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See detailPHYTOCHEMICAL ANALYSIS OF FUMARIA OFFICINALIS L. (FUMARIACEAE)
Paltinean, Ramona; Toiu, Anca; Wauters, Jean-Noël ULg et al

in Farmacia (2016), 64(3), 409-413

The present study describes the investigation of active compounds from several samples of Fumaria officinalis L. (Fumariaceae). The identification of the isoquinoline alkaloids (allocryptopine ... [more ▼]

The present study describes the investigation of active compounds from several samples of Fumaria officinalis L. (Fumariaceae). The identification of the isoquinoline alkaloids (allocryptopine, chelidonine, protopine, bicuculline, sanguinarine, cheleritrine, stylopine and hydrastine) was performed by comparison with reference standards using an HPLC-DAD method, and their quantification by LC-DAD and spectrophotometric methods. The presence of polyphenolic compounds was simultaneously assessed by HPLC. Protopine and sanguinarine were identified in all extracts. The major alkaloids were protopine and chelidonine (258.3 mg/100 g and respectively 94.13 mg/100 g). The spectrophotometric determinations of alkaloids showed minor differences between commercial samples and those harvested from spontaneous flora. The concentration of isoquinoline alkaloids expressed in chelidonine was between 0.69 and 0.76% in all samples. The pattern of phenol carboxylic acids showed the presence of cynarin, chlorogenic, isochlorogenic and ferulic acids. The flavonoids isovitexin, rutin, isoquercitrin and quercitrin were found in all assessed samples of Fumaria officinalis aerial parts. [less ▲]

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See detailChemical constituents from Erythrina droogmansiana (Fabaceae), radical scavenging and antibacterial potential of some extracts and compounds
Talla, Emmanuel; Yaya Gbaweng, Joël; Mokale, Laurel et al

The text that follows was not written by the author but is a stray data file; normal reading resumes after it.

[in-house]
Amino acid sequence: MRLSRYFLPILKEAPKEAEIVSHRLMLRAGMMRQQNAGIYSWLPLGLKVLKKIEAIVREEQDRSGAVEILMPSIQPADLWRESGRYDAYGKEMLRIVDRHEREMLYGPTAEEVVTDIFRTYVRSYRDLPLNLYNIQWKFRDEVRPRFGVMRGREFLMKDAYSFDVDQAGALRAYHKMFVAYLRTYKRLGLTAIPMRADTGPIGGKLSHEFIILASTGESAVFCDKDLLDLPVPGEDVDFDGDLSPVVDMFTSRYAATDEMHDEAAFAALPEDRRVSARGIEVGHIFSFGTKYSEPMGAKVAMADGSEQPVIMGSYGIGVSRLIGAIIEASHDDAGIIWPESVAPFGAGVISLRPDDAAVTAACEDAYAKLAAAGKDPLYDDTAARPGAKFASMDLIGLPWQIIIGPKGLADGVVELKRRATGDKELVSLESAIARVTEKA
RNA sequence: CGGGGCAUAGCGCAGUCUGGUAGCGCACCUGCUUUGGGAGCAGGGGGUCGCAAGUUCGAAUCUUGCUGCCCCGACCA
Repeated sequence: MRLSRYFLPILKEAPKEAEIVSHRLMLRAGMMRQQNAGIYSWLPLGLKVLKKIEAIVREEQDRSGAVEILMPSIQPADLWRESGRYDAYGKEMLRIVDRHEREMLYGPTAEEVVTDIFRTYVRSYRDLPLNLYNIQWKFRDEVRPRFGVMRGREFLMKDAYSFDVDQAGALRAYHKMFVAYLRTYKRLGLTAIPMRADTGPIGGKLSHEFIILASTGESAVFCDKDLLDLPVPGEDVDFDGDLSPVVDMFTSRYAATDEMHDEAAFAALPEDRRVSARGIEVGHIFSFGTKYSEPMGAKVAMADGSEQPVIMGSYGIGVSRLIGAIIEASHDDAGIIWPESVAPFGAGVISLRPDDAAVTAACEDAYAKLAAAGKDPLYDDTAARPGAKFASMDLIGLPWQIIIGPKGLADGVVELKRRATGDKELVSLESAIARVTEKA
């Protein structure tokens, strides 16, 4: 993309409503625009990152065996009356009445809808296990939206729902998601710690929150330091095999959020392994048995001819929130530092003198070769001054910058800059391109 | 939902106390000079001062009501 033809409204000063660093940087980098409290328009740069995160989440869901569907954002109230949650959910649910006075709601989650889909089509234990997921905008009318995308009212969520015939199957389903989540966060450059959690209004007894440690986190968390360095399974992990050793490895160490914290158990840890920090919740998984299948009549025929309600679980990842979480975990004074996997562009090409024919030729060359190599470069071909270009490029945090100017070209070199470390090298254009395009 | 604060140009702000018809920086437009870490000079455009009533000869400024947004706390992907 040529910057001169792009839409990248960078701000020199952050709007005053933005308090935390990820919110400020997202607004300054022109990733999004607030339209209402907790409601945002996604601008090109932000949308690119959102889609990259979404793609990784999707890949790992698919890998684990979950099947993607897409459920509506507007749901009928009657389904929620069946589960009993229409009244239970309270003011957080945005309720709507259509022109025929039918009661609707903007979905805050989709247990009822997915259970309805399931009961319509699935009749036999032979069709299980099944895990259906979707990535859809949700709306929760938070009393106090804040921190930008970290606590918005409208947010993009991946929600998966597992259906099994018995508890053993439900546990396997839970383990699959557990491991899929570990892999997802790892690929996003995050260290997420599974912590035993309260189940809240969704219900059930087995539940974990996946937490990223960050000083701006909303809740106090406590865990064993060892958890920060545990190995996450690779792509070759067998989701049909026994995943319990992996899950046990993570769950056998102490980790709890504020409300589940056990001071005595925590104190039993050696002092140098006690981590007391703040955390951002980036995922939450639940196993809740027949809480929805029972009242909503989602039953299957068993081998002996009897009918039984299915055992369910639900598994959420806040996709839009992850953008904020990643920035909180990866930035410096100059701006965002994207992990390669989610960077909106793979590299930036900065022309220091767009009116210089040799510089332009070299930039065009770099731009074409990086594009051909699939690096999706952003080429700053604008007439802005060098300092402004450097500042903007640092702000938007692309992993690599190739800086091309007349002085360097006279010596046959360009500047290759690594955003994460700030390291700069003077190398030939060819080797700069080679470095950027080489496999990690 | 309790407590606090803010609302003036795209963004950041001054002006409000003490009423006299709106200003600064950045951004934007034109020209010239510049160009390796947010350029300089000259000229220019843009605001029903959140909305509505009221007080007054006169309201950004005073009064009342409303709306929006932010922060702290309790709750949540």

in Natural Products : An Indian Journal (2016), 12(1), 12-20

A new ceramide, droogmansiamide (1), was isolated from methanolic extract of roots wood of Erythrina droogmansiana, with eight known compounds namely 3-(3’,4’-methylenedioxyphenyl)-2,3-epoxypropanol (2 ... [more ▼]

A new ceramide, droogmansiamide (1), was isolated from methanolic extract of roots wood of Erythrina droogmansiana, with eight known compounds namely 3-(3’,4’-methylenedioxyphenyl)-2,3-epoxypropanol (2), erythrinasinate A (3), erythrinasinate B (4), abyssinone-IV-4'-methylether (5), erythrabyssin (6), phaseollidin (7), 4’-methoxylicoflavanone (8) and abyssinone-V-4'-methylether (9) respectively from methanolic extract of roots wood and EtOAc extract of roots bark of the same plant. Their structures were elucidated using spectroscopic methods (MS, NMR and IR) and by comparison with some data found in literature. Free radical scavenging (DPPH) and antibacterial potentials of extracts and compounds were also evaluated in this work. For radical scavenging, results showed that it is phaseollidin (7) which is responsible of radical scavenging potential in the ethyl acetate extract of roots barks with value of 1.31 mg/ml; for antibacterial, one of the tested compounds abyssinone-IV-4'-methylether (5) exhibited antibacterial activities against two strains: Providencia stuartiiATCC 29916 and Enterobacter aerogenes ATCC 13048 with MIC values of 25μg/ml. [less ▲]

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See detailHPLC-DAD IDENTIFICATION OF SOME FLAVONOIDS FROM THE LEAVES AND AERIAL PARTS OF BRYONIA ALBA L. SPECIES SPONTANEOUS IN THE ROMANIAN FLORA
Ielciu, Irina-Ioana ULg; Păltinean, Ramona; Cieckiewicz, Ewa ULg et al

Poster (2015, October 14)

Bryonia alba L. is a climbing species, spontaneous in the Romanian flora, which can be found throughout the whole country [1]. It is known for its cytotoxic, analgesic, antipyretic, anti-inflammatory ... [more ▼]

Bryonia alba L. is a climbing species, spontaneous in the Romanian flora, which can be found throughout the whole country [1]. It is known for its cytotoxic, analgesic, antipyretic, anti-inflammatory, antibacterial, anti-rheumatic, laxative-purgative and smooth muscle relaxant proprieties, being used both in traditional medicine and in homeopathy [2]. The main objective of this study consists in the evaluation of the flavonoid profile of this species. The vegetal material was harvested from the spontaneous flora of Cluj county (Romania). The vegetal extracts were obtained by ultrasonication, in methanol. Analysis of flavonoids was performed by a HPLC-DAD method and revealed mainly the presence of C-glycosides, of which saponarine was found as the main compound. Quantification of saponarin was also performed, using the HPLC method, on samples collected at different periods of time. Variation of the quantity of saponarine according to harvested samples was determined. Further analysis are under process in order to investigate the structure of these flavonoids and the pharmacological effects of the Bryonia alba L. plant extracts. References: 1. *** Flora Europea, vol. 2, Cambridge, Univ. Press. Cambridge London-New York Melbourne, 1979, p. 298-299 2. Demarque D, Jouanny J, Poitevin B, Saint Jean Y. Pharmacologie et matière médicale homéopathique, 3ième edition, France, CEDH, 2007. [less ▲]